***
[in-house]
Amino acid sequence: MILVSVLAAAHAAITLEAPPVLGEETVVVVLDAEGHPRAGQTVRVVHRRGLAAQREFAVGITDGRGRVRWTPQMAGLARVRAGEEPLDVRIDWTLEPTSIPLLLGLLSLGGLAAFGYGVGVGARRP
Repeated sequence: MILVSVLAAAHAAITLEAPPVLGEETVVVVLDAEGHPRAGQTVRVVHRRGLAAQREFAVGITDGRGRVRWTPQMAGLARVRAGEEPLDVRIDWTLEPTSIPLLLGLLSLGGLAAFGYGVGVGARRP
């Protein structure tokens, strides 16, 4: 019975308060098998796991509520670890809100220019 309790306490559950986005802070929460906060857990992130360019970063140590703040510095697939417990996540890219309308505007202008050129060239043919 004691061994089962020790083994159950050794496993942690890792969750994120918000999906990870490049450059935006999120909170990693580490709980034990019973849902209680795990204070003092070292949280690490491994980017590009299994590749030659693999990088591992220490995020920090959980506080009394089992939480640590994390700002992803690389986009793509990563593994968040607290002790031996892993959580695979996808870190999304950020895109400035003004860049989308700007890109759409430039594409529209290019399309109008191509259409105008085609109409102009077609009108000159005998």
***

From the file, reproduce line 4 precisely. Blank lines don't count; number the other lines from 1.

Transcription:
């Protein structure tokens, strides 16, 4: 019975308060098998796991509520670890809100220019 309790306490559950986005802070929460906060857990992130360019970063140590703040510095697939417990996540890219309308505007202008050129060239043919 004691061994089962020790083994159950050794496993942690890792969750994120918000999906990870490049450059935006999120909170990693580490709980034990019973849902209680795990204070003092070292949280690490491994980017590009299994590749030659693999990088591992220490995020920090959980506080009394089992939480640590994390700002992803690389986009793509990563593994968040607290002790031996892993959580695979996808870190999304950020895109400035003004860049989308700007890109759409430039594409529209290019399309109008191509259409105008085609109409102009077609009108000159005998």